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Non-Review Review: A Quiet Place

A Quiet Place is the latest entry in a string of contemporary high-concept postmodern horrors, very much of a piece with films like It Follows, Don’t Breathe or Lights Out.

These movies are largely predicated upon the internal logic of the horror movie, often incorporating and literalising fundamental parts of the horror movie experience into their conceptual frameworks. It Follows is obsessed with the rules that govern its unstoppable supernatural force, with the teen protagonists seeking to exploit and manipulate them. Lights Out focuses on a creature that can only really move when it is unseen, weaponising the audience’s impulse to look away or cover their eyes when presented with horrific images within the film.

Maize runners.

A Quiet Place builds on the same horror movie anxiety as Don’t Breath – the audience’s urge to gasp or to scream in response to the events on the screen. A Quiet Place unfolds in a world dominated by monsters that hunt based on sound, creating an environment where the human cast members have to remain as quiet as possible in order to survive. No matter what happens, the characters cannot scream. Given that they are starring in a horror movie, that is quite the challenge.

A Quiet Place is a lean and effective piece of filmmaking from director John Krasinski, who also worked on the script written by Scott Beck and Bryan Woods. As one might expect given the premise, A Quiet Place is a horror movie that often feels quite minimalist; twenty minutes of set-up giving way to seventy minutes of sustained climax. The results are invigourating, a horror movie worth shouting about.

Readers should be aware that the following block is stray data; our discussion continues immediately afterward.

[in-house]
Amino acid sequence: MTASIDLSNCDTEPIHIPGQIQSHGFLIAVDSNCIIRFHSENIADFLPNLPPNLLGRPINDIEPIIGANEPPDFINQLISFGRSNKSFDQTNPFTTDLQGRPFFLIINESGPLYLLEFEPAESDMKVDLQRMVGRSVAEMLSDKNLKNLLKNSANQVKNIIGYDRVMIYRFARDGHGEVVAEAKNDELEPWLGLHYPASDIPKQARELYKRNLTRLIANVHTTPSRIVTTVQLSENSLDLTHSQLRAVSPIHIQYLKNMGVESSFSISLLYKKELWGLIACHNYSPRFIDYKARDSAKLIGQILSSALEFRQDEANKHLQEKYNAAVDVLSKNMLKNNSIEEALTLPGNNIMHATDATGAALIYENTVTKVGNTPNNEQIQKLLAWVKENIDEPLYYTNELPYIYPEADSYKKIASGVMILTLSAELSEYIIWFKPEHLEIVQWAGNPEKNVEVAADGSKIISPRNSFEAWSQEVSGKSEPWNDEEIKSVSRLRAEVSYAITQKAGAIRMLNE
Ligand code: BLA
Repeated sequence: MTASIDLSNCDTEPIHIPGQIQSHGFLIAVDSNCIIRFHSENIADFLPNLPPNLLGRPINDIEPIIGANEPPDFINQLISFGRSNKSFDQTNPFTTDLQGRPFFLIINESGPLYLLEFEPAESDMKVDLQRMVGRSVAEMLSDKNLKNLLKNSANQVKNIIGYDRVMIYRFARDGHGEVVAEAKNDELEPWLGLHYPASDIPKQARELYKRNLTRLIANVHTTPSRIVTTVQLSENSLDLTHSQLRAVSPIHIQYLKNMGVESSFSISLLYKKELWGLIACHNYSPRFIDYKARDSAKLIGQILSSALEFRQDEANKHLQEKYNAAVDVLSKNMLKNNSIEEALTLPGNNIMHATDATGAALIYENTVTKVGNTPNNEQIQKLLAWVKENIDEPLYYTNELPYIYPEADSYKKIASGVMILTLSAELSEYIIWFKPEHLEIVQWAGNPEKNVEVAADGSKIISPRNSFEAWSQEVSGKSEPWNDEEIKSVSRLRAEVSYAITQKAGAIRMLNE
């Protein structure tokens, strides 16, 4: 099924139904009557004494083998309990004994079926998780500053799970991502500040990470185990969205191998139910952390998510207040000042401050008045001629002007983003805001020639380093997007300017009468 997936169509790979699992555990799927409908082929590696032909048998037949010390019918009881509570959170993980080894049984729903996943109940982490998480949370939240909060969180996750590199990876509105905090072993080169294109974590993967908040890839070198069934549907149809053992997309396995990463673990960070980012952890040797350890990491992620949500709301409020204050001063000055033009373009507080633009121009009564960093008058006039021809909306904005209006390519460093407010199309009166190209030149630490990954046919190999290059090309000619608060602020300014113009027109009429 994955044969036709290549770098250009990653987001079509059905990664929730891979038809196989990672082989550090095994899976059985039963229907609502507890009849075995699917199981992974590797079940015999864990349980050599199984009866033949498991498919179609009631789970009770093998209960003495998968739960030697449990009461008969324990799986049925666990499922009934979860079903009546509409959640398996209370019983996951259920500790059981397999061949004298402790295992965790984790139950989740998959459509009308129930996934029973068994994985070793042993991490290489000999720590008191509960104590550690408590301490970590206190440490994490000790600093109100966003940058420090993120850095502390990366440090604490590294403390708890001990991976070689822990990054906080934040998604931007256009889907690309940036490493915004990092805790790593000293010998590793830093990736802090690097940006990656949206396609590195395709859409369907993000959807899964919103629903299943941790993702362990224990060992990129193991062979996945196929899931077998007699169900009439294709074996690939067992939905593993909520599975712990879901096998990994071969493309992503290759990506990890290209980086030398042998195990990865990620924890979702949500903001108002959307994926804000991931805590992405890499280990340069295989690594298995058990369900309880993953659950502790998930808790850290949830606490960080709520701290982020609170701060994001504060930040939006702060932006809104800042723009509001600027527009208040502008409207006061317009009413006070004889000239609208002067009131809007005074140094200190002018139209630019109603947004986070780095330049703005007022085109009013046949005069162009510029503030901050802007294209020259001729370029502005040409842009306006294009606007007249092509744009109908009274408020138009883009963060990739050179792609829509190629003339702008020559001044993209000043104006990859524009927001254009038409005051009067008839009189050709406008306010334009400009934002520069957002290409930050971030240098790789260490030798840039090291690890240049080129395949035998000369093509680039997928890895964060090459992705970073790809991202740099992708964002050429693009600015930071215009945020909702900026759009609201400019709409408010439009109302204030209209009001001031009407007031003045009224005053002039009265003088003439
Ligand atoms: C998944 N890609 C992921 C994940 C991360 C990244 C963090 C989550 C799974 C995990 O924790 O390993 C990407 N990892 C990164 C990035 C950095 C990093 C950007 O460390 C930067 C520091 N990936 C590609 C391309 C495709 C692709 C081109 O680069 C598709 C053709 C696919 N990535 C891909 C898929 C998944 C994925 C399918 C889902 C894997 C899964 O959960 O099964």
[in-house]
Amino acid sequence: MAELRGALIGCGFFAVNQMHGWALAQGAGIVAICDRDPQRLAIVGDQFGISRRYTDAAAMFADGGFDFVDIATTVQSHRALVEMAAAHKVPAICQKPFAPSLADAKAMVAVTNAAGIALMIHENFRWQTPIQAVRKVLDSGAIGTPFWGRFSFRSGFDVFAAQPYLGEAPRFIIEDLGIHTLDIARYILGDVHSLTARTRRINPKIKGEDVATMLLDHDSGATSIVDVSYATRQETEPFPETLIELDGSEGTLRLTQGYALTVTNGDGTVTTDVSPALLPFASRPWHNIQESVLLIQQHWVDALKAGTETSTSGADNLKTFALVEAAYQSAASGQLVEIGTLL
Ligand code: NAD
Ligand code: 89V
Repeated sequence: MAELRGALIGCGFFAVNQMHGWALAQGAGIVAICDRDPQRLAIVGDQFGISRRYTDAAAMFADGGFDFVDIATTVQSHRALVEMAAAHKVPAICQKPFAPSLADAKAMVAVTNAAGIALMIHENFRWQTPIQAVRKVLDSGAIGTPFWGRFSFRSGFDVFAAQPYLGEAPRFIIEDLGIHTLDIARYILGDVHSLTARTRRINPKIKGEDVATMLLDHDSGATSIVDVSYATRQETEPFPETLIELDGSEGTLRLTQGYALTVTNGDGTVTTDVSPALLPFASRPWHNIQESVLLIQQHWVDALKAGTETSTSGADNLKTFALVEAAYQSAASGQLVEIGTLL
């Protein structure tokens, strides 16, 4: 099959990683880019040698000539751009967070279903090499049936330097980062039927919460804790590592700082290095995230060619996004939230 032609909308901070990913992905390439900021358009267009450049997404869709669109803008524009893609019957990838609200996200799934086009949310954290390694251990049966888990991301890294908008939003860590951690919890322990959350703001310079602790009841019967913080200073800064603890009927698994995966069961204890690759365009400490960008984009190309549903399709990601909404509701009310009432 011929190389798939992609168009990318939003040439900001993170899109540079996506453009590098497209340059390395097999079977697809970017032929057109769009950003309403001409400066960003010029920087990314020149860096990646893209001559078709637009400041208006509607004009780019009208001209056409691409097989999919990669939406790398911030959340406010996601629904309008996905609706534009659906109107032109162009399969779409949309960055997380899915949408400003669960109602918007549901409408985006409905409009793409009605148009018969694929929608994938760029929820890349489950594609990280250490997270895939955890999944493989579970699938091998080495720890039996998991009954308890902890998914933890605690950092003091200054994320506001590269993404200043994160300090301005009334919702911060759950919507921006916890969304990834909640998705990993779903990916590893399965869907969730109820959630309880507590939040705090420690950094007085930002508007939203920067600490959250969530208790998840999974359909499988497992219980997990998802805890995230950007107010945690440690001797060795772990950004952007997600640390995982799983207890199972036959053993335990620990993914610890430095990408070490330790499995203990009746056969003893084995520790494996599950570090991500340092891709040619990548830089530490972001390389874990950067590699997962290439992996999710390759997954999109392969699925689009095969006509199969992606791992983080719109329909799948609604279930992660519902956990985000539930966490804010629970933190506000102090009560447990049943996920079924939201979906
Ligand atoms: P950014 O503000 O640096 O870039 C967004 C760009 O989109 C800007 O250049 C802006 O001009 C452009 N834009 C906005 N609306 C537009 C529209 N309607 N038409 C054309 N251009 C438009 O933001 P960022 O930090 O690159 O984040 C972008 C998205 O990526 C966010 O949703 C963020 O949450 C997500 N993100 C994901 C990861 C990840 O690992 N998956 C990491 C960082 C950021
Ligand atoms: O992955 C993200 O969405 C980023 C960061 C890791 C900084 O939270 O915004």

Children should be seen and not heard.

The structure of A Quiet Place is almost elegant in its design. The concept driving the film ensures that exposition is kept to a minimum. There is no room for extraneous dialogue. In order to preserve the silence, characters communicate with subtitled sign language. However, the mechanics of sign language coupled with the demands of a horror film mean that such interactions are functional and efficient. There are no monologues in A Quiet Place, and a minimum amount of exposition.

What A Quiet Place needs to communicate to the audience, it does so through a combination of this sign language dialogue and visual storytelling, leaving little room for embellishment or elaboration. Character relationships are articulated through sparse exchanges. Details are communicated through lingering camera movements; when the film wishes to communicate that its female lead is pregnant, the camera pans across her stomach and shows the toys that she is constructing.

Mister Sandman…